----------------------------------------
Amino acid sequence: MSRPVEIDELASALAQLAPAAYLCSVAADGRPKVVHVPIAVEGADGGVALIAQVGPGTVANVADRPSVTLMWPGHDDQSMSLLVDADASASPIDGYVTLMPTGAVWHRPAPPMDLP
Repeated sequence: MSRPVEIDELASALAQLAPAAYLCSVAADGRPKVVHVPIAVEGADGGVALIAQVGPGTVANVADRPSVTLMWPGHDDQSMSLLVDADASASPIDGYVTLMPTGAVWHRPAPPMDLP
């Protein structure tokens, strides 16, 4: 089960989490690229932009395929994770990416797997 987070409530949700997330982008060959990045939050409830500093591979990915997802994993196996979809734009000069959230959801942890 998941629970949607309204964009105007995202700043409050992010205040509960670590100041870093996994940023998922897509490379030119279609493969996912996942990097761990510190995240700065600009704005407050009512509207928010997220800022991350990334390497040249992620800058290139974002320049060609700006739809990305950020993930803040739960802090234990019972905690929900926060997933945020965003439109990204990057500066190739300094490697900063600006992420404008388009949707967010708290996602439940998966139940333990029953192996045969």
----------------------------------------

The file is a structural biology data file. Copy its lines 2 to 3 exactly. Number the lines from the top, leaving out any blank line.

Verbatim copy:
Repeated sequence: MSRPVEIDELASALAQLAPAAYLCSVAADGRPKVVHVPIAVEGADGGVALIAQVGPGTVANVADRPSVTLMWPGHDDQSMSLLVDADASASPIDGYVTLMPTGAVWHRPAPPMDLP
């Protein structure tokens, strides 16, 4: 089960989490690229932009395929994770990416797997 987070409530949700997330982008060959990045939050409830500093591979990915997802994993196996979809734009000069959230959801942890 998941629970949607309204964009105007995202700043409050992010205040509960670590100041870093996994940023998922897509490379030119279609493969996912996942990097761990510190995240700065600009704005407050009512509207928010997220800022991350990334390497040249992620800058290139974002320049060609700006739809990305950020993930803040739960802090234990019972905690929900926060997933945020965003439109990204990057500066190739300094490697900063600006992420404008388009949707967010708290996602439940998966139940333990029953192996045969």